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Question: Does the overstorey of pine savannas influence plant species biodiversity in the ground cover? Location: Camp Whispering Pines (30°41′ N; 90°29′ W), eastern Louisiana (USA). Methods: We used ecologically sensitive restoration logging to remove patches of Pinus palustris (longleaf pine) in a second-growth loess plain Pinus palustris savanna managed using frequent lightning season fires. Five years later, we measured numbers of vascular plant species and transmitted light in replicated 100-m2 plots. Treatments involved three different overstorey conditions: no overstorey for 5 years, no overstorey for several decades, and overstorey pines present for decades. Results: Both recent and long-term openings contained, on average, about 100 vascular plant species per 100 m2, 20% more than in similar-sized areas beneath overstorey trees. Responses varied with life form; more herbaceous species occurred in recent and older overstorey openings than beneath overstorey trees. Total numbers of all species and of less abundant forb species were positively and linearly related to light transmitted to ground level. Those species responding to openings in the overstorey and positively associated with increased transmitted light levels were monocarpic and short-lived perennial forb and grass species with a seed bank in the soil. In addition, community structure, as reflected in species composition and abundances, appeared to vary with canopy condition. Conclusions: Restoration involving ecologically sensitive removal of patches of overstorey pines in frequently burned pine savannas should benefit the ground cover and increase plant species biodiversity as a result of increased abundance of seed bank species.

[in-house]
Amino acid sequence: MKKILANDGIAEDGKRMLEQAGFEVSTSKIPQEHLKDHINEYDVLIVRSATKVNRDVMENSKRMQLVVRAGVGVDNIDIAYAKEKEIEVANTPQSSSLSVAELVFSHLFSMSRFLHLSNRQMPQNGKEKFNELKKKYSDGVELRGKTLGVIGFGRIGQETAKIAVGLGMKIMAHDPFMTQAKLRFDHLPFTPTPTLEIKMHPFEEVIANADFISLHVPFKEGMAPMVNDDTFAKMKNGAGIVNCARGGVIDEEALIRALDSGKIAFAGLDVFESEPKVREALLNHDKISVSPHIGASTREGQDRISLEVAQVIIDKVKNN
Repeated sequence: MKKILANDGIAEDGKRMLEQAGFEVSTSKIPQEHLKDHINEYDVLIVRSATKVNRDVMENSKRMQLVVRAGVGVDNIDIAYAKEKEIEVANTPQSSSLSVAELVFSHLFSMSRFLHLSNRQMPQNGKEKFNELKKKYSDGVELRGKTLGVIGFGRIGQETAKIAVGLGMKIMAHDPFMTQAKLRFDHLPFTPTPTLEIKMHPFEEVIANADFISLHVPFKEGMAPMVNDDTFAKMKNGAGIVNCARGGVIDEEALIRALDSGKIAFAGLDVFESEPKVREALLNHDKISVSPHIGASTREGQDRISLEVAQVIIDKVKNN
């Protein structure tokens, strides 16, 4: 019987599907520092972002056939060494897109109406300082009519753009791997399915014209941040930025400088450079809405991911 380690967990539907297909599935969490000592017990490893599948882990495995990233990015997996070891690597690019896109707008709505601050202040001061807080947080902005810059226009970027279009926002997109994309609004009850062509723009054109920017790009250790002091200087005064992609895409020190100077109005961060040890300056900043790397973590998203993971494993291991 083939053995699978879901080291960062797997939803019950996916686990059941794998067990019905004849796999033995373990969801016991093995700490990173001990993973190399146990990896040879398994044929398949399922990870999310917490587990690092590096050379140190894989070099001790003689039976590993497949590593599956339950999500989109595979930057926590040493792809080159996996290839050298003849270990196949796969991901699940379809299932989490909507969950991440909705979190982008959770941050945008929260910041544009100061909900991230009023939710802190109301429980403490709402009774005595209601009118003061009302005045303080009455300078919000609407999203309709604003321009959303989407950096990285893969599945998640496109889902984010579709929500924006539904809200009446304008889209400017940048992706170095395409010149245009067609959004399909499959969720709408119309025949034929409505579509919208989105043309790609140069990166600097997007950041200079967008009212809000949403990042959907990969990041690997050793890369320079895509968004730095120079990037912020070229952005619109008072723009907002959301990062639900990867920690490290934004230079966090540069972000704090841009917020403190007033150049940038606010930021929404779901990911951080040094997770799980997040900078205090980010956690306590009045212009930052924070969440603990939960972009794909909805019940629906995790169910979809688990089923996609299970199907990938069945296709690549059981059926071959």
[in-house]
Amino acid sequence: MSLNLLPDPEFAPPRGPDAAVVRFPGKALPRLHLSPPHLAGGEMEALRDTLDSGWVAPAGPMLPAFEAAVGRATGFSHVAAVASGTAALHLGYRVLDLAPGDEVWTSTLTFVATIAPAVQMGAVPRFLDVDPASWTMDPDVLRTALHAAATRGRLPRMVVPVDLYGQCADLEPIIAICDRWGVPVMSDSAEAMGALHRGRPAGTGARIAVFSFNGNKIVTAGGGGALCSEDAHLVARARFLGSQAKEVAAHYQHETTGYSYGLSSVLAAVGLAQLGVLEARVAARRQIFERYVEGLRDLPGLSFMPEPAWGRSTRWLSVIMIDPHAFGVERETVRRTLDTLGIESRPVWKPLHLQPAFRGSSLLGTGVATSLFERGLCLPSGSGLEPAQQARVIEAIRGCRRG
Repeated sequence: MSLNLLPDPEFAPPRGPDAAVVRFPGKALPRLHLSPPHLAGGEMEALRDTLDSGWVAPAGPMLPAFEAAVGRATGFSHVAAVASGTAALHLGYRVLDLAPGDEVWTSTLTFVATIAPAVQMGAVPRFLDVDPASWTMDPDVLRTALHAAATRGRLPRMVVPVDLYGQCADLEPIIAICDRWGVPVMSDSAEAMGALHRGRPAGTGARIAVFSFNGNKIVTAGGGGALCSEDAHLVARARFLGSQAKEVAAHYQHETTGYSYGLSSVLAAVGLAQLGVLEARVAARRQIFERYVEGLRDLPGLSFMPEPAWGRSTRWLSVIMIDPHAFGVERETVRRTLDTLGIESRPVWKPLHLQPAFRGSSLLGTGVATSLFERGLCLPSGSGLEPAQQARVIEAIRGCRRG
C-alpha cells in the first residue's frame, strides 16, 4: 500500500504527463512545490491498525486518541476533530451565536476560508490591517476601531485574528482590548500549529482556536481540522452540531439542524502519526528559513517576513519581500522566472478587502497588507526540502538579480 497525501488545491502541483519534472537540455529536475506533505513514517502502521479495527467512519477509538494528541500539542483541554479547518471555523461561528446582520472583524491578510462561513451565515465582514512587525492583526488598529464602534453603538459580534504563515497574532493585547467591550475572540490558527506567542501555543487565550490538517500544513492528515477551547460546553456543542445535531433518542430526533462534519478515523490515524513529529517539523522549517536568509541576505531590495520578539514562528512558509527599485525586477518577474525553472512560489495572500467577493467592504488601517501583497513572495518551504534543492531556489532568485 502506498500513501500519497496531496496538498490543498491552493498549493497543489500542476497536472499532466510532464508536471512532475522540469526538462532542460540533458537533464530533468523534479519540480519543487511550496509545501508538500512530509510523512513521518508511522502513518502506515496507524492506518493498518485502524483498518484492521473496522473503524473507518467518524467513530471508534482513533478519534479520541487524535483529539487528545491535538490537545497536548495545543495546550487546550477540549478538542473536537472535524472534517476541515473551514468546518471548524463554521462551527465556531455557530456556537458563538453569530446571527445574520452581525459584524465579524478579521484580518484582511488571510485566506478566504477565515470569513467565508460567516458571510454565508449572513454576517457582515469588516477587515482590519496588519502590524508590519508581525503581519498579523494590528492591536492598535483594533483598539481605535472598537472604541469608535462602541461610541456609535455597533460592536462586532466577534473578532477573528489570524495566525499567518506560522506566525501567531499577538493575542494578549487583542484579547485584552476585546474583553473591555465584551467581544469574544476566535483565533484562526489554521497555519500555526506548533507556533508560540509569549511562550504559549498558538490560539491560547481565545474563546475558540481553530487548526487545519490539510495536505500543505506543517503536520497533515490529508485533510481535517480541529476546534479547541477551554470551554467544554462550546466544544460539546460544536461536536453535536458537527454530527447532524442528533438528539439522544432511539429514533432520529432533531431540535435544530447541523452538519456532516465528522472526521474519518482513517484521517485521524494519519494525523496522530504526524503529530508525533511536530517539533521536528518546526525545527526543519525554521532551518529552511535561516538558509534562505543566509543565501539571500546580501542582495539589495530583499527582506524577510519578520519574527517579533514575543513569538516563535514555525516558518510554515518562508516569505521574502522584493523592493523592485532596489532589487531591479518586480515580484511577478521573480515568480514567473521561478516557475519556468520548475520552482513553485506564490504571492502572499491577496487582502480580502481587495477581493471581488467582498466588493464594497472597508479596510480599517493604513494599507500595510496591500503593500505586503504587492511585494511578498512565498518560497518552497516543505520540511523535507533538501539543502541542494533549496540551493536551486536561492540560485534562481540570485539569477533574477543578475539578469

This journal is closely linked to the Journal of Vegetation Science. It publishes original articles, short notes and review articles in the field of applied vegetation science. Applied Vegetation Science is the Official Organ of the International Association of Vegetation Science (IAVS).